Telecoms update | District Court rejects Orope’s invalidity claims against two SEPs of Nokia and grants injunction in final relief patent proceedings
On 7 September 2022, the District Court of The Hague (“the Court”) rendered judgment in two final relief proceedings between Orope Germany GmbH (“Orope Germany”) and Nokia Solutions and Networks OY (“Nokia”) regarding the alleged invalidity of two of Nokia’s SEPs. Nokia counterclaimed for a declaration of infringement by Orope Germany and for an injunction. The Court held Nokia’s patents valid and infringed by Orope Germany. Noteworthy is that the injunctions will not take effect immediately, but only after two months; during those two months, parties may negotiate a licence agreement under FRAND conditions.
Orope Germany initiated final relief proceedings arguing that Nokia’s patents EP 2 981 103 B1 (“EP 103”) and EP 3 220 562 B1 (“EP 562”) concerning the allocation of preamble sequences to base stations were not novel, were not inventive and contained added subject matter and were thus invalid. The patents EP 103 and EP 562 were filed in the context of the development of the LTE-standard.. The patents claim a device comprising a searching unit configured to search root sequences and to order them. The Court held that the ordering of the root sequences based on the patents leads to an improved ordering as opposed to the prior disclosures cited by Orope Germany. According to the Court, the patents therefore show an inventive step. Furthermore, the Court agreed with Nokia that the patents are novel and do not contain added subject matter. Therefore, the Court rejected Orope Germany’s invalidity claim.
Nokia counterclaimed for a declaratory decision that Orope Germany infringed EP 103 and EP 562 and an injunction against further infringements of the patents in the Netherlands. Nokia stated that Orope Germany had launched a promotional campaign for a new Oppo device, which applies all the features of the patents. Orope Germany did not dispute that the devices as such fall within the scope of protection of the patents. However, it disputed performing acts reserved to the patent holder in the Netherlands and/or acting unlawfully. Nokia argued that the infringement was based on the fact that the campaign was launched in several countries, including the Netherlands. Part of the campaign is a webpage aimed at the Netherlands. On that website, users can directly purchase the new Oppo device via a “Buy Now” link that leads directly to the webpage of the Dutch Oppo webstore. In the Court’s opinion, this demonstrated that Orope Germany acted unlawfully against Nokia by facilitating infringement ofof the Dutch parts EP 103 and EP 562 and/or by failing to prevent the infringement in breach of its legal duties. The Court granted an injunction in each case.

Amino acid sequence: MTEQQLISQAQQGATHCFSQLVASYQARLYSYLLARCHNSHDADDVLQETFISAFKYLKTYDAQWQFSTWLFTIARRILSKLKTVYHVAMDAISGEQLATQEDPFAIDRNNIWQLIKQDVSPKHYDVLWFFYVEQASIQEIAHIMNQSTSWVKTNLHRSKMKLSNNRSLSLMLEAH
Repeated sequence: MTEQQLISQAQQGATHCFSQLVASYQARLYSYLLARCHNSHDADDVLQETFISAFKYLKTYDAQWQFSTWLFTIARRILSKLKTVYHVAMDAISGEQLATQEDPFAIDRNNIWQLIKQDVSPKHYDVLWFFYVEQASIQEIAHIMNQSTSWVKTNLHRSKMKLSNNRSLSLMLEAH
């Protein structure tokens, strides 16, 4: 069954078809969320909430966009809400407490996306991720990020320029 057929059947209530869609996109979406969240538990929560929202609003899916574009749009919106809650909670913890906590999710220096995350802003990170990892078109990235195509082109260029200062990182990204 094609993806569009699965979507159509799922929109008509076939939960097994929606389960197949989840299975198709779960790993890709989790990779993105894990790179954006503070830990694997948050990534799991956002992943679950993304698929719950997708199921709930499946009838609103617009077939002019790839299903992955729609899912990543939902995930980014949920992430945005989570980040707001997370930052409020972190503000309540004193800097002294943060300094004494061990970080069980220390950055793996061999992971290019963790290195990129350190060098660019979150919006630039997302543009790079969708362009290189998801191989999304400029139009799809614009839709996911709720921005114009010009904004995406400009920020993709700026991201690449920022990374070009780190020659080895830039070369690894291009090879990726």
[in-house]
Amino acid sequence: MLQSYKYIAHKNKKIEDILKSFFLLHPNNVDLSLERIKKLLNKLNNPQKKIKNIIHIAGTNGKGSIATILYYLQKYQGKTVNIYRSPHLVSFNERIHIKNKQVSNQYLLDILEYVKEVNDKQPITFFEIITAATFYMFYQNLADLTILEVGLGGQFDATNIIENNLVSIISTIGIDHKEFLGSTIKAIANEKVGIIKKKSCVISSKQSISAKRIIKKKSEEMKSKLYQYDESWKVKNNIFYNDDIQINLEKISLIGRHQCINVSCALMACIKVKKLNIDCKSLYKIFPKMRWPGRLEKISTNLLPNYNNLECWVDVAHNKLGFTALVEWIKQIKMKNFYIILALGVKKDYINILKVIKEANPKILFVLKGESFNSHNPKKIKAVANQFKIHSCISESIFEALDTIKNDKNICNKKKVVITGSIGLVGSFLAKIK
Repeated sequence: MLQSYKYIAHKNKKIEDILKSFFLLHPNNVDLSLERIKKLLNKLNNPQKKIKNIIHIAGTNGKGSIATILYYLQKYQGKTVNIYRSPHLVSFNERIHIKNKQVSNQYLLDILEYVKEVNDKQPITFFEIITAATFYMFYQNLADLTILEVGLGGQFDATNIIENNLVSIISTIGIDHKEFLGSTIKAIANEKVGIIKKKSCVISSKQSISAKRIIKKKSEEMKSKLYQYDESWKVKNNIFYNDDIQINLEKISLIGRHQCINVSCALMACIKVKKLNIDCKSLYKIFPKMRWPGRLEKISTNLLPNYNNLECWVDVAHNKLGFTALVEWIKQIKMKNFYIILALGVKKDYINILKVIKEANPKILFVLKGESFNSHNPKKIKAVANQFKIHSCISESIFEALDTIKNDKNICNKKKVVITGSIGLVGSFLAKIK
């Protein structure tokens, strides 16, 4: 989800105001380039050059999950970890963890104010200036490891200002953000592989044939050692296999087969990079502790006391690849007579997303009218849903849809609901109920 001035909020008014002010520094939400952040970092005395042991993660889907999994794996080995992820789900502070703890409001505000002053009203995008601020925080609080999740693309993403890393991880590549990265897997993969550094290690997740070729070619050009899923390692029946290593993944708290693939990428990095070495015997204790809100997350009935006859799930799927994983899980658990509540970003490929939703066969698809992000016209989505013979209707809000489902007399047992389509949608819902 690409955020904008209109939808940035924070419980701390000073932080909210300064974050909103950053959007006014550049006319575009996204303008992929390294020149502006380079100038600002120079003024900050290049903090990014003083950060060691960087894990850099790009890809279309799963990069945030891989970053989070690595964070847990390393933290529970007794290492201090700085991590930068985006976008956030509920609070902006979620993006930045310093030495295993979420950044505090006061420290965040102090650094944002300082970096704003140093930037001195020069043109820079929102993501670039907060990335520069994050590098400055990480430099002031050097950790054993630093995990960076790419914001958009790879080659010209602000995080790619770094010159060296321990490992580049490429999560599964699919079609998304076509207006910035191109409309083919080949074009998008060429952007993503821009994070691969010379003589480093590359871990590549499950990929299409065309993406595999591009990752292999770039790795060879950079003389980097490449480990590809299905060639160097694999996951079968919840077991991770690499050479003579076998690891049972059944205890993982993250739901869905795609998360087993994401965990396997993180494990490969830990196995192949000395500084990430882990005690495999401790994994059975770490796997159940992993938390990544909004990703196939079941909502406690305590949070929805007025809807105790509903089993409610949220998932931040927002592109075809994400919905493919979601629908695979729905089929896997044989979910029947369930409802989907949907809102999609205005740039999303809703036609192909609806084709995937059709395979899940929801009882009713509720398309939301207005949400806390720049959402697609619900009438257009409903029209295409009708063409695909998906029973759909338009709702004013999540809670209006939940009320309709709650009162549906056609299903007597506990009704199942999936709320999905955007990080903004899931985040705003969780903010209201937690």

Interestingly, the Court ruled that the injunctions will not take effect until two months after service of the judgment. Orope Germany set up a defence against the declaration of provisionally enforceability arguing that parties were still negotiating a licence under FRAND conditions. The Court did not follow Orope Germany in this, since Orope Germany had declared in an earlier stage of the proceedings not to raise a FRAND-defence. The Court, however, could not ignore the fact that Nokia had filed a FRAND-declaration regarding the patents. For that reason, the Court ordered that the injunction will take effect after two months. This means that Orope Germany has been given the opportunity to try and negotiate a licence agreement with Nokia under FRAND conditions within two months to avoid the injunction coming into force.
 Regarding EP 562, the operative part of the judgment states one month instead of two. This might be a clerical error. We understood that there is an amended judgement rectifying this.